When you sculpt with gels, how do you get a C-curve?

February 01, 2005

When you sculpt with gels, how do you get a C-curve?


When I sculpt with gels, I find it essential that the form be tight and fit correctly under the nail. I then apply a thin layer of gel and“flash” it under the light to allow the gel to cure partially, but not fully. This takes about 10-15 seconds.

Then, you can “pinch” the form or lightly squeeze the edges of the gel to get your curve. I then apply a second layer and let it cure for about 20-30 seconds. This is when I make the final adjustments to the curve. Cure for another minute or according to the directions of the system being used.

I use a one-step gel for the most part. If the first two layers are thin, then a third layer of gel can be applied. If my client has flat or eggshell nails, I do not give her a curve. I have found that forcing the nails to take on a shape that isn’t natural will lead to lifting or even discomfort for the client. -- Lynnette Madden is the owner of Salon 29 at Main in E. Greenville, Pa.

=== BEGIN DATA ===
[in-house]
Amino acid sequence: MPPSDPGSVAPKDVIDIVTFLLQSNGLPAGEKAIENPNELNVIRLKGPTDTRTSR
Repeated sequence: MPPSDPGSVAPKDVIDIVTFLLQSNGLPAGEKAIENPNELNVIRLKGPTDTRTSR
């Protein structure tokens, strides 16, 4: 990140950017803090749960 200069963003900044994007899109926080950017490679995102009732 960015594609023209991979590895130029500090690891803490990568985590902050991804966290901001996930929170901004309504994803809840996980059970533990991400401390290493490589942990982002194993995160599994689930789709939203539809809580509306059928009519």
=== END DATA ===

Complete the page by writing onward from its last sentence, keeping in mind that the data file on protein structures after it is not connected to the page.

To get a strong C curve with gels, I recommend taking two clear forms (like Creative’s Performance Forms) and sticking them together one on top of the other. This will allow you to create a very strong form that you can apply to the finger with the desired C-curve. It will stay in place very well. I use this technique when competing with gels.  -- Lee-Anne Baker-Smith is the owner of Fantasy Island in Barrie, Ontario, Canada



How can I prevent lifting when my client's hands are constantly in water?

I have a client who is in the medical field so her hands are constantly in water. She has me keep the length of her acrylic nails short. No matter what I do, she always has at least one nail that comes off, and she always has lifting and gets water under the acrylic. I prep the nails correctly, I have a cuticle bit to clean the cuticle area, and I wipe the nail with alcohol, dehydrate the nail, and prime the nail. What should I do?

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